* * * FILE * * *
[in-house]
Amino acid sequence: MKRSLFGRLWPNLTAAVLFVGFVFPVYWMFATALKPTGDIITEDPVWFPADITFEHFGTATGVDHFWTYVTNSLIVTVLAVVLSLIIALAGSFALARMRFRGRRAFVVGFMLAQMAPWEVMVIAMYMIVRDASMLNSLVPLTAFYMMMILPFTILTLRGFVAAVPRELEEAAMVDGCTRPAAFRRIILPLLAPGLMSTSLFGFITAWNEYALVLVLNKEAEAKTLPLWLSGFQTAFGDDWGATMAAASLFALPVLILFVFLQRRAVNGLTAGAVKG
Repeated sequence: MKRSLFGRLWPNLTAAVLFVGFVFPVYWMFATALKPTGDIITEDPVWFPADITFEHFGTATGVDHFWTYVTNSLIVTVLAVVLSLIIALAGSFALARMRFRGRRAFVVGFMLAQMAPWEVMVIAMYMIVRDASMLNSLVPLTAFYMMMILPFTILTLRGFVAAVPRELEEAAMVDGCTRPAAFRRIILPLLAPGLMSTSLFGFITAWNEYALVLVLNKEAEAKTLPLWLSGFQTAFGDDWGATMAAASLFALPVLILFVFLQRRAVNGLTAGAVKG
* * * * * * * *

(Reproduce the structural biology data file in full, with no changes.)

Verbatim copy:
[in-house]
Amino acid sequence: MKRSLFGRLWPNLTAAVLFVGFVFPVYWMFATALKPTGDIITEDPVWFPADITFEHFGTATGVDHFWTYVTNSLIVTVLAVVLSLIIALAGSFALARMRFRGRRAFVVGFMLAQMAPWEVMVIAMYMIVRDASMLNSLVPLTAFYMMMILPFTILTLRGFVAAVPRELEEAAMVDGCTRPAAFRRIILPLLAPGLMSTSLFGFITAWNEYALVLVLNKEAEAKTLPLWLSGFQTAFGDDWGATMAAASLFALPVLILFVFLQRRAVNGLTAGAVKG
Repeated sequence: MKRSLFGRLWPNLTAAVLFVGFVFPVYWMFATALKPTGDIITEDPVWFPADITFEHFGTATGVDHFWTYVTNSLIVTVLAVVLSLIIALAGSFALARMRFRGRRAFVVGFMLAQMAPWEVMVIAMYMIVRDASMLNSLVPLTAFYMMMILPFTILTLRGFVAAVPRELEEAAMVDGCTRPAAFRRIILPLLAPGLMSTSLFGFITAWNEYALVLVLNKEAEAKTLPLWLSGFQTAFGDDWGATMAAASLFALPVLILFVFLQRRAVNGLTAGAVKG